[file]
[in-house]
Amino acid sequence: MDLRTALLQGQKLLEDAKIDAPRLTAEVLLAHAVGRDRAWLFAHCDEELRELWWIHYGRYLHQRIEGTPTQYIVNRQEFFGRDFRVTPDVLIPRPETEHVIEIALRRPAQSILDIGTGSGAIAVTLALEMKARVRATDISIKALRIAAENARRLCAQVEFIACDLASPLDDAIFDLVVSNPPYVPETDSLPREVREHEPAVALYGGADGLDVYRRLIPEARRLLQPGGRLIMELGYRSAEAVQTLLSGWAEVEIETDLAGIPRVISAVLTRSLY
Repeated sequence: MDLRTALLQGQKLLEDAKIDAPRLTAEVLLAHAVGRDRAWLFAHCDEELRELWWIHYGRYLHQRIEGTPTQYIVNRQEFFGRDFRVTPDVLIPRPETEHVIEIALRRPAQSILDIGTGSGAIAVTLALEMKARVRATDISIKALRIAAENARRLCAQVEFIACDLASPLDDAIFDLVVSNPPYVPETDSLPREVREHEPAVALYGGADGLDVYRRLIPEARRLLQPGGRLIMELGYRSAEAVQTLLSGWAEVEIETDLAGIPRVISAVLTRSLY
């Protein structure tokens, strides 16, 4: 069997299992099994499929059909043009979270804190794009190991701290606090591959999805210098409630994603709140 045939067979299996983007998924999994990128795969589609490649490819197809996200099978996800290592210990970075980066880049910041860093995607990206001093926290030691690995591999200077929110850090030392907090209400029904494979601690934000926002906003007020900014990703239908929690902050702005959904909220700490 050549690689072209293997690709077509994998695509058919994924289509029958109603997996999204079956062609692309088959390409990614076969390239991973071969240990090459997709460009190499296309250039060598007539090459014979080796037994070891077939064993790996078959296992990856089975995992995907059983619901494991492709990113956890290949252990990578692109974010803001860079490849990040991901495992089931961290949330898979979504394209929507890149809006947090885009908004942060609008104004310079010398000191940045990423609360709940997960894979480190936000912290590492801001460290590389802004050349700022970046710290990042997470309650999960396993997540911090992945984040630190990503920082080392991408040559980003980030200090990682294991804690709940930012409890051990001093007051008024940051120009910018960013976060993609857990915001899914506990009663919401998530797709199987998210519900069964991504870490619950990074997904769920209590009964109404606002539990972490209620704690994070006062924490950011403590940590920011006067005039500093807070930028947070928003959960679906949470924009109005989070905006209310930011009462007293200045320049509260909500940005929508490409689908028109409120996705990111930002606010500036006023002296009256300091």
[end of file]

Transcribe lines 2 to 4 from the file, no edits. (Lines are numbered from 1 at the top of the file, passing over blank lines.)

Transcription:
Amino acid sequence: MDLRTALLQGQKLLEDAKIDAPRLTAEVLLAHAVGRDRAWLFAHCDEELRELWWIHYGRYLHQRIEGTPTQYIVNRQEFFGRDFRVTPDVLIPRPETEHVIEIALRRPAQSILDIGTGSGAIAVTLALEMKARVRATDISIKALRIAAENARRLCAQVEFIACDLASPLDDAIFDLVVSNPPYVPETDSLPREVREHEPAVALYGGADGLDVYRRLIPEARRLLQPGGRLIMELGYRSAEAVQTLLSGWAEVEIETDLAGIPRVISAVLTRSLY
Repeated sequence: MDLRTALLQGQKLLEDAKIDAPRLTAEVLLAHAVGRDRAWLFAHCDEELRELWWIHYGRYLHQRIEGTPTQYIVNRQEFFGRDFRVTPDVLIPRPETEHVIEIALRRPAQSILDIGTGSGAIAVTLALEMKARVRATDISIKALRIAAENARRLCAQVEFIACDLASPLDDAIFDLVVSNPPYVPETDSLPREVREHEPAVALYGGADGLDVYRRLIPEARRLLQPGGRLIMELGYRSAEAVQTLLSGWAEVEIETDLAGIPRVISAVLTRSLY
């Protein structure tokens, strides 16, 4: 069997299992099994499929059909043009979270804190794009190991701290606090591959999805210098409630994603709140 045939067979299996983007998924999994990128795969589609490649490819197809996200099978996800290592210990970075980066880049910041860093995607990206001093926290030691690995591999200077929110850090030392907090209400029904494979601690934000926002906003007020900014990703239908929690902050702005959904909220700490 050549690689072209293997690709077509994998695509058919994924289509029958109603997996999204079956062609692309088959390409990614076969390239991973071969240990090459997709460009190499296309250039060598007539090459014979080796037994070891077939064993790996078959296992990856089975995992995907059983619901494991492709990113956890290949252990990578692109974010803001860079490849990040991901495992089931961290949330898979979504394209929507890149809006947090885009908004942060609008104004310079010398000191940045990423609360709940997960894979480190936000912290590492801001460290590389802004050349700022970046710290990042997470309650999960396993997540911090992945984040630190990503920082080392991408040559980003980030200090990682294991804690709940930012409890051990001093007051008024940051120009910018960013976060993609857990915001899914506990009663919401998530797709199987998210519900069964991504870490619950990074997904769920209590009964109404606002539990972490209620704690994070006062924490950011403590940590920011006067005039500093807070930028947070928003959960679906949470924009109005989070905006209310930011009462007293200045320049509260909500940005929508490409689908028109409120996705990111930002606010500036006023002296009256300091």